Federal prosecutors today filed five criminal charges against Nurad Inc. for allegedly concealing defects in 64 antennas that the Baltimore electronics company made for radar-jamming devices on F-16 fighter planes.
Sources said the company was scheduled to plead guilty late fTC today to the charges at a hearing before Judge Walter E. Black Jr. in U.S. District Court in Baltimore.
One source said Nurad has agreed to pay a fine of at least $1 million. The company faces a maximum penalty of $2.5 million, or $500,000 for each count.
The 10-page criminal information document that contains the felony charges says Nurad cheated on antenna specifications for the radar-jamming devices and concealed defects in antenna clusters it delivered to the F-16's prime contractor, General Dynamics, on a $4.2 million defense contract in September and October 1986.
Two former executives of the company, in the 2100 block of Druid Park Drive, pleaded guilty last August to similar false-statement charges tied to the antenna clusters, known as 16VE235 aft transmit assemblies, or "235s."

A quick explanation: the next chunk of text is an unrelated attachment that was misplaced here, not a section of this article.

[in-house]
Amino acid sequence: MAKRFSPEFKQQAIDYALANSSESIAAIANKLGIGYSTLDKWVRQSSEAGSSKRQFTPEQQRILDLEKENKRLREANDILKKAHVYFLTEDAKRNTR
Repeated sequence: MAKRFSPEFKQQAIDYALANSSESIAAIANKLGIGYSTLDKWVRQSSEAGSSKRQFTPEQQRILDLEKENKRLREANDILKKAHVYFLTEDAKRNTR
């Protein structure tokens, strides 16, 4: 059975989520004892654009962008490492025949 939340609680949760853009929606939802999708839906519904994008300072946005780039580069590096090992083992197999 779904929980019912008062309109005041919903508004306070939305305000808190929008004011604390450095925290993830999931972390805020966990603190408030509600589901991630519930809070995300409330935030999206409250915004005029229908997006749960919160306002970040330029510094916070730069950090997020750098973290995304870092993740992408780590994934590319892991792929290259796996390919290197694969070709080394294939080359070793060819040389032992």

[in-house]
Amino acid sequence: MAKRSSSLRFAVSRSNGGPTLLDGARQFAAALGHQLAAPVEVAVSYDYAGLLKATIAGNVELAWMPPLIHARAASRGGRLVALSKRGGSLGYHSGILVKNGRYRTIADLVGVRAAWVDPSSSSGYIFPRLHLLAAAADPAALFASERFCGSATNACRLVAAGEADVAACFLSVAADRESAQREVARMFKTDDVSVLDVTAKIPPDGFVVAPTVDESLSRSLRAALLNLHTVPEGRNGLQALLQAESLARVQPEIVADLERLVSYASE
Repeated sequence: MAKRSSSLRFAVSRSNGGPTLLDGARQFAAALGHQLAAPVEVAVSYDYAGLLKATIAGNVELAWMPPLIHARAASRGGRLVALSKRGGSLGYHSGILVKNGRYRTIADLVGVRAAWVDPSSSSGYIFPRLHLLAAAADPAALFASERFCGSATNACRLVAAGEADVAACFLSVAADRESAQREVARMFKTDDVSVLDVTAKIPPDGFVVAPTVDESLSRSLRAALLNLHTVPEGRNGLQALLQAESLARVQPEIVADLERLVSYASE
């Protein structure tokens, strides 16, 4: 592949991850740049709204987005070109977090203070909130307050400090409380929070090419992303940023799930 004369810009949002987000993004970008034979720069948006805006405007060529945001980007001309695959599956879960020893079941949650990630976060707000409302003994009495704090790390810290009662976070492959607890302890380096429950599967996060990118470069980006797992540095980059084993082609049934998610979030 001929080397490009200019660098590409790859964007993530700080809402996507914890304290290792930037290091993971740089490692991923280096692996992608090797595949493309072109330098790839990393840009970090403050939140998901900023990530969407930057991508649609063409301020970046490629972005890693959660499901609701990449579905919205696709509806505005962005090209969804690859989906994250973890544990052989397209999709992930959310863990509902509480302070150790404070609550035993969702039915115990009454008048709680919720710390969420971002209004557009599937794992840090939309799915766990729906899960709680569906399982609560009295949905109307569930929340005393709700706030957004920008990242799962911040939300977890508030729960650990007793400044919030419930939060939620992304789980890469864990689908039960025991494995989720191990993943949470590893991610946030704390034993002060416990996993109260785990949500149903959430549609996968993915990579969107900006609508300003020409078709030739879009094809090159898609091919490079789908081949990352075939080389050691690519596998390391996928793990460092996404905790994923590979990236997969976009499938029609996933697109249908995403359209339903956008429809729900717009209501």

Those defendants are David W. Rider, 48, of Forest Hill, Nurad's former vice president and director of engineering; and Bruce B. Kopp, 35, of Woodlawn, a former Nurad project engineer. They are awaiting sentencing.
Prosecutors said last summer there was no indication that American fighter pilots have been endangered by failures of the Nurad antennas, which General Dynamics installed on F-16s delivered to the Air Force as part of the ill-fated Airborne Self-Protection Jammer (ASPJ) systems.
The Air Force has since canceled the $2 billion ASPJ program as unworkable. But deficiencies in the antennas -- designed to transmit radar-jamming signals on the fighter planes, which are assigned to Europe and the Middle East -- "were sufficient to cause significant degradation in their ability to perform as required," a prosecutor said.
Court documents say Nurad received $4.2 million in purchase orders from General Dynamics in 1985 and 1986 to make 702 ASPJ antenna clusters that met Air Force performance specifications on "axial ratios," "beamwidths" and "gain." The company delivered 458 of the antenna clusters, records show.